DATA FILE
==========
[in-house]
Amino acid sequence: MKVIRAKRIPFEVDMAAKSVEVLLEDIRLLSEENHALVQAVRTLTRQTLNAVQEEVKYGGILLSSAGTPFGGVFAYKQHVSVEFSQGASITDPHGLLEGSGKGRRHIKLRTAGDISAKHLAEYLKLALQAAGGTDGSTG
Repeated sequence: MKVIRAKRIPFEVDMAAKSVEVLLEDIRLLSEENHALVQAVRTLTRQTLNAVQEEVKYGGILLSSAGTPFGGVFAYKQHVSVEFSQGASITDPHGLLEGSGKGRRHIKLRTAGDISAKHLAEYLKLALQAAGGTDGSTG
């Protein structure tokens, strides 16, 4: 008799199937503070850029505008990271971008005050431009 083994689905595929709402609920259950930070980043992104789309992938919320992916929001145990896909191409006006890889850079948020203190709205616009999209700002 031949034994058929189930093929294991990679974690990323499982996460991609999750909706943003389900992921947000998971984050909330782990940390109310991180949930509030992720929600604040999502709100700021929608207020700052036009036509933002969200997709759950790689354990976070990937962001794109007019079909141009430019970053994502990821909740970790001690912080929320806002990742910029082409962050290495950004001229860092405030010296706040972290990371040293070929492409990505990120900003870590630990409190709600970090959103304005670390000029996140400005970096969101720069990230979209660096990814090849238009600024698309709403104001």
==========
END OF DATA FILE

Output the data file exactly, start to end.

[in-house]
Amino acid sequence: MKVIRAKRIPFEVDMAAKSVEVLLEDIRLLSEENHALVQAVRTLTRQTLNAVQEEVKYGGILLSSAGTPFGGVFAYKQHVSVEFSQGASITDPHGLLEGSGKGRRHIKLRTAGDISAKHLAEYLKLALQAAGGTDGSTG
Repeated sequence: MKVIRAKRIPFEVDMAAKSVEVLLEDIRLLSEENHALVQAVRTLTRQTLNAVQEEVKYGGILLSSAGTPFGGVFAYKQHVSVEFSQGASITDPHGLLEGSGKGRRHIKLRTAGDISAKHLAEYLKLALQAAGGTDGSTG
């Protein structure tokens, strides 16, 4: 008799199937503070850029505008990271971008005050431009 083994689905595929709402609920259950930070980043992104789309992938919320992916929001145990896909191409006006890889850079948020203190709205616009999209700002 031949034994058929189930093929294991990679974690990323499982996460991609999750909706943003389900992921947000998971984050909330782990940390109310991180949930509030992720929600604040999502709100700021929608207020700052036009036509933002969200997709759950790689354990976070990937962001794109007019079909141009430019970053994502990821909740970790001690912080929320806002990742910029082409962050290495950004001229860092405030010296706040972290990371040293070929492409990505990120900003870590630990409190709600970090959103304005670390000029996140400005970096969101720069990230979209660096990814090849238009600024698309709403104001």